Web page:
It also should be pointed out that what seems to be a 21st century group, claims to essentially represent the Salem split.

They call themselves Jerusalem 7th Day Church of God.

They are a sacred name group, try to insist that the true COG needs to be based in Jerusalem in the end times (see also Does the Church of God need to be headquartered in Jerusalem?), they do not properly keep Passover, do not proper teach the gospel of the kingdom of God as a witness, and have significant prophetic errors. They also have made claims related to some other CG7 groups which those groups denied when I spoke with their leaders. For more on them, check out the article J7DCG: Jerusalem 7th Day Church of God.

Three Unique Doctrines

According to A.N. Dugger, there are three unique doctrines that separated the COGs from the Protestant and Greco-Roman Catholic sects: The observance of the seventh day Sabbath, nontrinitarianism, and teaching against the doctrine of the immortality of the soul. According to A.N. Dugger and C.O. Dodd, only the COGs held ALL three of those doctrines. And he may have been correct in that:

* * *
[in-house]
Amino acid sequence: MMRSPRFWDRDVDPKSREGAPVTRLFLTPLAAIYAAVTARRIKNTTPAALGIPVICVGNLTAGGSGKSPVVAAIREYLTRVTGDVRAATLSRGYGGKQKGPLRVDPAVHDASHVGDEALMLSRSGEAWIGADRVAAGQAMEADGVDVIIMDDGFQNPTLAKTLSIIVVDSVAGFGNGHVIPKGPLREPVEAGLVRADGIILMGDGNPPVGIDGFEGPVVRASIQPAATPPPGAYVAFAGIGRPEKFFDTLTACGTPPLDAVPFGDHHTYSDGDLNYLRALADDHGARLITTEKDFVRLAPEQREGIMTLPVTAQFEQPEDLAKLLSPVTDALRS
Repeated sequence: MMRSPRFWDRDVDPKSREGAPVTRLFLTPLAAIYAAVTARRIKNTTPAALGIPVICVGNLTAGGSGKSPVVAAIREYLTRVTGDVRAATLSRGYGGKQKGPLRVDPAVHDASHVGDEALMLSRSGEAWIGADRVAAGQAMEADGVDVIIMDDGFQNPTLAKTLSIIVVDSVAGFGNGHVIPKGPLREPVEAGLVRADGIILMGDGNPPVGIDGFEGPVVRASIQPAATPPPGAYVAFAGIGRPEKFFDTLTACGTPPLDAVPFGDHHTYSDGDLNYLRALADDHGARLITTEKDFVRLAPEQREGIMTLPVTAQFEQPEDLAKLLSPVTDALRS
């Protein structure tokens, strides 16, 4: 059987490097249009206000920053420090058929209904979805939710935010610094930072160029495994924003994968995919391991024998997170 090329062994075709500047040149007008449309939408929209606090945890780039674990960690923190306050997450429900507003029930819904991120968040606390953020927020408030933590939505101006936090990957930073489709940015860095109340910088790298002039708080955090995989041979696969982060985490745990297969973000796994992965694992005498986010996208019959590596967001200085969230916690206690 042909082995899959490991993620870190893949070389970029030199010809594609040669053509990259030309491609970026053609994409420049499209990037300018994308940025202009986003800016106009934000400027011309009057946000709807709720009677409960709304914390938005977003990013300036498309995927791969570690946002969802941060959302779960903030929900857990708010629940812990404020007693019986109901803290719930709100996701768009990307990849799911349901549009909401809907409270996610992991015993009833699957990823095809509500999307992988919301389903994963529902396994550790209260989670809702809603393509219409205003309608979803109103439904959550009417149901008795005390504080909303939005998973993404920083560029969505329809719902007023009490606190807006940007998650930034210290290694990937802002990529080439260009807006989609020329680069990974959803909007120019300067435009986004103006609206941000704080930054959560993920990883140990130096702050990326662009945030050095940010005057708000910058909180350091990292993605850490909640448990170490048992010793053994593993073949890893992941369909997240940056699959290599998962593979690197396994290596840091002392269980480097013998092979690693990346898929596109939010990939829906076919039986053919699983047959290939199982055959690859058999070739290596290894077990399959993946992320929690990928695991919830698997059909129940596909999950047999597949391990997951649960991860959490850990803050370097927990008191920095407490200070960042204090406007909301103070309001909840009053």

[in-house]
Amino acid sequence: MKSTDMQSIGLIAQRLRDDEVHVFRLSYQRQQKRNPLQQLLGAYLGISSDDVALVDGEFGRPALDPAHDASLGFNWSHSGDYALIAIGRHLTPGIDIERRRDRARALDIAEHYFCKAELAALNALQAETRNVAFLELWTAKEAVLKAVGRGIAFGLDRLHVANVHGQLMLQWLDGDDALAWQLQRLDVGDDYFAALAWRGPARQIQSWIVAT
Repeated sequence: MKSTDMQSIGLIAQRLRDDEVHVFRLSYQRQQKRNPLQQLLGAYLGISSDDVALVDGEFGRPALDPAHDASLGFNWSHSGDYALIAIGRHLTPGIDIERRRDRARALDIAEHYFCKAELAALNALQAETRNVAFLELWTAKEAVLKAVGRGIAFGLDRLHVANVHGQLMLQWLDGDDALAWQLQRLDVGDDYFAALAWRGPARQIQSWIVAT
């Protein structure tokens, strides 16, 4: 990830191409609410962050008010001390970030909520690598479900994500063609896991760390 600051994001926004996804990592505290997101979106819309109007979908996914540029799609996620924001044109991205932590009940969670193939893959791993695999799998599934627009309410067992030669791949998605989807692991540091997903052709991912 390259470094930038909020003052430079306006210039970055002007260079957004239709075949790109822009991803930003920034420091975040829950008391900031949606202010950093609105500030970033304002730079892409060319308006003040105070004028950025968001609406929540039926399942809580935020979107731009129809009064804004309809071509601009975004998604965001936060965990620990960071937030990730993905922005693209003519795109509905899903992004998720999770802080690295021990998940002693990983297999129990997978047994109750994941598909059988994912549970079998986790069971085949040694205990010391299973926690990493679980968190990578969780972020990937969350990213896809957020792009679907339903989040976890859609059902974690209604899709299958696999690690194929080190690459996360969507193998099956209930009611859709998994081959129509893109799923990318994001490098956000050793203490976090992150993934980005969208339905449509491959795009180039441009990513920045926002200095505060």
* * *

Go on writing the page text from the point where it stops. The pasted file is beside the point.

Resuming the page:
From the quotation taken from the letter of the Sabbatarian Baptist, Elder William Davis, it is noted that this noted Sabbatarian of whom he speaks was not only a Sabbath-keeper, but also one who held to the truth of the individuality of Jesus Christ and his heavenly Father, and the Holy Spirit of God, and to the truth of immortality only through Christ. There is no body of Christians in the world, with the exception of the Church of God, which teaches all three of these beautiful truths, hence, we know this man was of the Church of God, and contended for the "faith which was once delivered unto the saints." (Dugger AN, Dodd CO. A History of True Religion, 3rd ed. Jerusalem, 1972 (Church of God, 7th Day). 1990 reprint, p. 278).

In the quotation they refer to, W. Davis calls the non-Seventh Day Baptist one with an "Anti-Trinitarian error." Throughout history, the true Church of God has been binitarian (an article of related interest may be Binitarian View: One God, Two Beings Before the Beginning). In August 1924, CG7 officially wrote the following about the Godhead: